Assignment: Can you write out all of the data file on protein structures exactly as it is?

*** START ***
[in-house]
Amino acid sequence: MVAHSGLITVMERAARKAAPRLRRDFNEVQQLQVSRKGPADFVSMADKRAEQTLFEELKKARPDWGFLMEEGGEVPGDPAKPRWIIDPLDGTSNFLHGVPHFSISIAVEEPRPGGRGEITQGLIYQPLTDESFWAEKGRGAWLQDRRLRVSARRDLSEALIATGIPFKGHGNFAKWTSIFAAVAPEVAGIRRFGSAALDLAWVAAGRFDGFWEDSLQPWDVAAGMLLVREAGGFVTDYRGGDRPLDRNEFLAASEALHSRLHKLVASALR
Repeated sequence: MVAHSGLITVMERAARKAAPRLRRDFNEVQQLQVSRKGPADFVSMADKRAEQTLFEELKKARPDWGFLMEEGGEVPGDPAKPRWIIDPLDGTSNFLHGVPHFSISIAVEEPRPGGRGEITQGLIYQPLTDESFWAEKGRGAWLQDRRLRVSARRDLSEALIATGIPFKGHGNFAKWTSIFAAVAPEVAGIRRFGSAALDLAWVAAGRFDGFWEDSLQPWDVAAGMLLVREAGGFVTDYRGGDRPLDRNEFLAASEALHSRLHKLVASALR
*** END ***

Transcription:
[in-house]
Amino acid sequence: MVAHSGLITVMERAARKAAPRLRRDFNEVQQLQVSRKGPADFVSMADKRAEQTLFEELKKARPDWGFLMEEGGEVPGDPAKPRWIIDPLDGTSNFLHGVPHFSISIAVEEPRPGGRGEITQGLIYQPLTDESFWAEKGRGAWLQDRRLRVSARRDLSEALIATGIPFKGHGNFAKWTSIFAAVAPEVAGIRRFGSAALDLAWVAAGRFDGFWEDSLQPWDVAAGMLLVREAGGFVTDYRGGDRPLDRNEFLAASEALHSRLHKLVASALR
Repeated sequence: MVAHSGLITVMERAARKAAPRLRRDFNEVQQLQVSRKGPADFVSMADKRAEQTLFEELKKARPDWGFLMEEGGEVPGDPAKPRWIIDPLDGTSNFLHGVPHFSISIAVEEPRPGGRGEITQGLIYQPLTDESFWAEKGRGAWLQDRRLRVSARRDLSEALIATGIPFKGHGNFAKWTSIFAAVAPEVAGIRRFGSAALDLAWVAAGRFDGFWEDSLQPWDVAAGMLLVREAGGFVTDYRGGDRPLDRNEFLAASEALHSRLHKLVASALR